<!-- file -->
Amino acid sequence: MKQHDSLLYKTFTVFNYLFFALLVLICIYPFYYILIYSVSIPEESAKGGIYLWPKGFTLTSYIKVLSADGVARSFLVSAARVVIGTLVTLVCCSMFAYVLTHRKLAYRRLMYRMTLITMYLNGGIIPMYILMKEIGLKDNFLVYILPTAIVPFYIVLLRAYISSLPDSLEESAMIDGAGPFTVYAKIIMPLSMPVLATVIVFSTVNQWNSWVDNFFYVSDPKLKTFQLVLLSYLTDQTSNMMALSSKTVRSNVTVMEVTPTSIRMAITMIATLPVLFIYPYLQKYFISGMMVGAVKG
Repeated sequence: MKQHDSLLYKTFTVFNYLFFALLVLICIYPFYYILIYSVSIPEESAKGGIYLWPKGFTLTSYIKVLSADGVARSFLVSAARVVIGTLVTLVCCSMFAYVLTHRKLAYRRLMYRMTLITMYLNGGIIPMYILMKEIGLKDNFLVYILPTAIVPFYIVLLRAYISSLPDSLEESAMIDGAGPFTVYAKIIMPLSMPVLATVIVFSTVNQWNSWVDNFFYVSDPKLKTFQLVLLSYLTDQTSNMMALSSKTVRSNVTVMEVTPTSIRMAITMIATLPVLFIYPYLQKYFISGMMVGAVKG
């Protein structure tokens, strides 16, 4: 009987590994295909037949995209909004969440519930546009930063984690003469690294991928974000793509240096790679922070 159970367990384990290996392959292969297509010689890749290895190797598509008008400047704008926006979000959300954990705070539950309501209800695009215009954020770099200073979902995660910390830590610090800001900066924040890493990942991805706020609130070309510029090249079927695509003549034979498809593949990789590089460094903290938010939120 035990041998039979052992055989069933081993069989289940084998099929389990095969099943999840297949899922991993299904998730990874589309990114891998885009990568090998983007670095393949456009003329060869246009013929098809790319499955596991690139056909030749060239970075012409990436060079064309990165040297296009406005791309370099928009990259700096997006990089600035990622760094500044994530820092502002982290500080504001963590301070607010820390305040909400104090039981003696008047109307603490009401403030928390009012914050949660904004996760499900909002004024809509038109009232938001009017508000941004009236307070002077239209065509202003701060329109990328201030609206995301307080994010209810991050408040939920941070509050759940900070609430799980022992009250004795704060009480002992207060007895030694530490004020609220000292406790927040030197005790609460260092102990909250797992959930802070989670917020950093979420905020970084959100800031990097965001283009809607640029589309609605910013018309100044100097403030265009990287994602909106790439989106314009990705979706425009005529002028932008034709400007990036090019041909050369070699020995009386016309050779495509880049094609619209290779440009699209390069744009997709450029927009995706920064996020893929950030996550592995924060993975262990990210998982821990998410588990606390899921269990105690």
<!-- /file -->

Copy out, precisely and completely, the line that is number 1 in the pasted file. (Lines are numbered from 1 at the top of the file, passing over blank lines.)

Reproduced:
Amino acid sequence: MKQHDSLLYKTFTVFNYLFFALLVLICIYPFYYILIYSVSIPEESAKGGIYLWPKGFTLTSYIKVLSADGVARSFLVSAARVVIGTLVTLVCCSMFAYVLTHRKLAYRRLMYRMTLITMYLNGGIIPMYILMKEIGLKDNFLVYILPTAIVPFYIVLLRAYISSLPDSLEESAMIDGAGPFTVYAKIIMPLSMPVLATVIVFSTVNQWNSWVDNFFYVSDPKLKTFQLVLLSYLTDQTSNMMALSSKTVRSNVTVMEVTPTSIRMAITMIATLPVLFIYPYLQKYFISGMMVGAVKG